New single origin espresso


By Intelligentsia Sourcing | February 9, 2024

The Variety

Cenicafé, the Colombian National Coffee Research Center, released the Castillo variety in 2005. This new variety was bred to solve a major problem that afflicts farmers -- coffee leaf rust. This fungus attaches itself to the underside of coffee leaves and spreads when it rains. Infected leaves wither up and fall off which reduces the plants ability to produce fruit. In severe outbreaks, entire fields of coffee trees will die. But even in moderate outbreaks, this fungus can negatively impact several years of harvests.

While Cenicafé was excited about Castillo's rust resistance, specialty coffee buyers were concerned that the cup quality might not be good.  Intelligentsia helped resolve this tension through its service as a charter member of the Advisory Council for the Borderlands project. This work helped farmers validate that the quality of the new Castillo variety was similar to the Caturra variety which it is often replacing.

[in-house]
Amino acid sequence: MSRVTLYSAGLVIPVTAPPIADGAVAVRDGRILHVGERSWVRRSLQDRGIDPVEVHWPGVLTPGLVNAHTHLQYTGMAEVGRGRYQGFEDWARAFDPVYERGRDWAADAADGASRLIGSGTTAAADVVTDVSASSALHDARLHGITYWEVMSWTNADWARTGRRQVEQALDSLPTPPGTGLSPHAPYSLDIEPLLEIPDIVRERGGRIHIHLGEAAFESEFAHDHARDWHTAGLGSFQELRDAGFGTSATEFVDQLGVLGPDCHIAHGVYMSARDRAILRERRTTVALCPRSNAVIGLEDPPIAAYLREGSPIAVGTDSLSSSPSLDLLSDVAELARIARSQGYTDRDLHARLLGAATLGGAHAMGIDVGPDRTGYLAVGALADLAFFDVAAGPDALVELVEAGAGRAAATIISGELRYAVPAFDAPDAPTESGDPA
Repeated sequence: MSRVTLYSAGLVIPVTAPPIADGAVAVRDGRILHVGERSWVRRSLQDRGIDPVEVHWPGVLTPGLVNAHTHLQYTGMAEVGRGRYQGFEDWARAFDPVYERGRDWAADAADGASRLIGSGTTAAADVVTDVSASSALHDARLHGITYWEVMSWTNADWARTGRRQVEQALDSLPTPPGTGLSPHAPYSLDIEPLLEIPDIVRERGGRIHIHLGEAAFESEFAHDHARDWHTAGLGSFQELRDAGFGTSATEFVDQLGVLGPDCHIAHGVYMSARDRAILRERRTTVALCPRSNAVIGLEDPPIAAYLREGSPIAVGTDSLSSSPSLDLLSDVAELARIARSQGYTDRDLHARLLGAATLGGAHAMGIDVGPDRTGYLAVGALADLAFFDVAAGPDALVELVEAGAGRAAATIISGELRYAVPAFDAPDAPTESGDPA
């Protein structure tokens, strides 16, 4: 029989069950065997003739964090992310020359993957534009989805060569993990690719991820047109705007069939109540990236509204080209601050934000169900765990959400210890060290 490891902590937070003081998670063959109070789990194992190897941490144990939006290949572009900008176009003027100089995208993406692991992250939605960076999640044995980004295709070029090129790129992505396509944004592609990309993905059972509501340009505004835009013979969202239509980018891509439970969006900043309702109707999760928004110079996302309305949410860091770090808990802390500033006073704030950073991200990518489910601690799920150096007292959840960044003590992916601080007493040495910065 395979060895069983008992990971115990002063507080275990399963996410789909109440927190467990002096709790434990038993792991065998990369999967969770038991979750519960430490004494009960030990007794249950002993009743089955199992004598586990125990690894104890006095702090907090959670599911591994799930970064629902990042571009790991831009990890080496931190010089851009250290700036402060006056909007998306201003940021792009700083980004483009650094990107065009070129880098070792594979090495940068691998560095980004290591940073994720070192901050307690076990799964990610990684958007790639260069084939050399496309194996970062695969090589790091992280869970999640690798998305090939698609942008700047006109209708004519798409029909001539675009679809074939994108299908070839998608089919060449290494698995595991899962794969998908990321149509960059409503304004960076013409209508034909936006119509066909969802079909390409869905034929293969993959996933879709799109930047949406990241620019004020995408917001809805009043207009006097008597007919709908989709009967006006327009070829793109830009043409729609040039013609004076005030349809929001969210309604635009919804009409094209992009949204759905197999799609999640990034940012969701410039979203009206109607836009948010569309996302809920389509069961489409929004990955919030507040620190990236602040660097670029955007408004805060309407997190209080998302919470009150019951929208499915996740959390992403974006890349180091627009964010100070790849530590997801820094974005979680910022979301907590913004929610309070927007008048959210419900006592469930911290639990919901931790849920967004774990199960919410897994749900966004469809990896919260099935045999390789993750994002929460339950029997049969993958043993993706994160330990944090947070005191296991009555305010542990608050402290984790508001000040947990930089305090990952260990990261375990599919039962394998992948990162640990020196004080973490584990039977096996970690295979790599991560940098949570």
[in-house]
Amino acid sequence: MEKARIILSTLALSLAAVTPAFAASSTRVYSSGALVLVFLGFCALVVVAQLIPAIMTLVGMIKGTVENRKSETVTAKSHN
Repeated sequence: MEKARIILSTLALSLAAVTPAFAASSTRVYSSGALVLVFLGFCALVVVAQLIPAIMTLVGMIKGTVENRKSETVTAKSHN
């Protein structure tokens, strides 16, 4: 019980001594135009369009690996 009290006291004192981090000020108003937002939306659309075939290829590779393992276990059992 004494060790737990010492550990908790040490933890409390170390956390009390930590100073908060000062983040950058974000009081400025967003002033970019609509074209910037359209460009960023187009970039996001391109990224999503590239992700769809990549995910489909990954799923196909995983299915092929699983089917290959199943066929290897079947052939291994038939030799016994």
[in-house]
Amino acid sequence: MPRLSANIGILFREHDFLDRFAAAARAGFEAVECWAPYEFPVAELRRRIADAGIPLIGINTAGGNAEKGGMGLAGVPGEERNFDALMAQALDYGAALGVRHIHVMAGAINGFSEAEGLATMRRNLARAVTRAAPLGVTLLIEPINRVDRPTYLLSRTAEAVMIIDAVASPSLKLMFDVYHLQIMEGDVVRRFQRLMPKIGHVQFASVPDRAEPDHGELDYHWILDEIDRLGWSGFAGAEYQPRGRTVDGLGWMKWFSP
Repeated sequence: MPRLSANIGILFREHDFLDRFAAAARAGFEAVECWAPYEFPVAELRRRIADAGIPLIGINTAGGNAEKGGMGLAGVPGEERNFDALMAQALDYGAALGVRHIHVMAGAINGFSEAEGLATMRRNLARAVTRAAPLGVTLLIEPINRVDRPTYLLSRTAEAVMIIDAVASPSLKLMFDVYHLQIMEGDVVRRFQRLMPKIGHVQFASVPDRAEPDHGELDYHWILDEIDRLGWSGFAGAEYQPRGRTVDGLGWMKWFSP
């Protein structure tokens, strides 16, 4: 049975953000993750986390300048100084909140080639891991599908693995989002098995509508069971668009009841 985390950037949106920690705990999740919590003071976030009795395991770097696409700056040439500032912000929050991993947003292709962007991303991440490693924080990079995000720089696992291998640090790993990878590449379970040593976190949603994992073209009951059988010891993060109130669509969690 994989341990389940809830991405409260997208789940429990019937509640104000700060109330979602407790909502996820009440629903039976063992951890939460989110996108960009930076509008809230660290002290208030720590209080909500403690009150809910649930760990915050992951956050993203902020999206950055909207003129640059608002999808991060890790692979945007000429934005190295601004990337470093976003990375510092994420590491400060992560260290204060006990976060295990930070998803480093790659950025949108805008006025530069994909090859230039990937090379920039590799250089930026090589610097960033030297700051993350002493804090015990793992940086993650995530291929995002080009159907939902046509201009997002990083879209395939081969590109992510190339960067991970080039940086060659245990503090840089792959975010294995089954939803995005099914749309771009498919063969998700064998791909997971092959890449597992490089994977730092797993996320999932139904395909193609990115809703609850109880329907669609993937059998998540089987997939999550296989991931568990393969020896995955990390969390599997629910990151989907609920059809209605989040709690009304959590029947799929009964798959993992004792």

Today, the Castillo variety is popular with Colombian farmers due to its cup quality (as evidenced by this lot!) and its resistance to coffee leaf rust.

The Process

The Process

Farmers selectively picked coffee cherries in the fields, floated them to remove insect damaged cherries, and then stored them in wooden hoppers or a plastic tank for 12 to 14 hours.  The cherries then passed through the traditional washed process -- after pulping the cherries, the coffee was fermented for 24 to 48 hours (depending on the temperature outside) so that the mucilage could be easily washed off.  The coffee was then dried on patios or in parabolic dryers for 15 to 21 days.

Look for

Plum | Dried Cranberry | Navel Orange

Shot Specs

As always, our roasting approach is to maximize sweetness and fruit acids.  
A great starting point for your dial-in is:  
18 gram in | 45 grams out | 35 seconds

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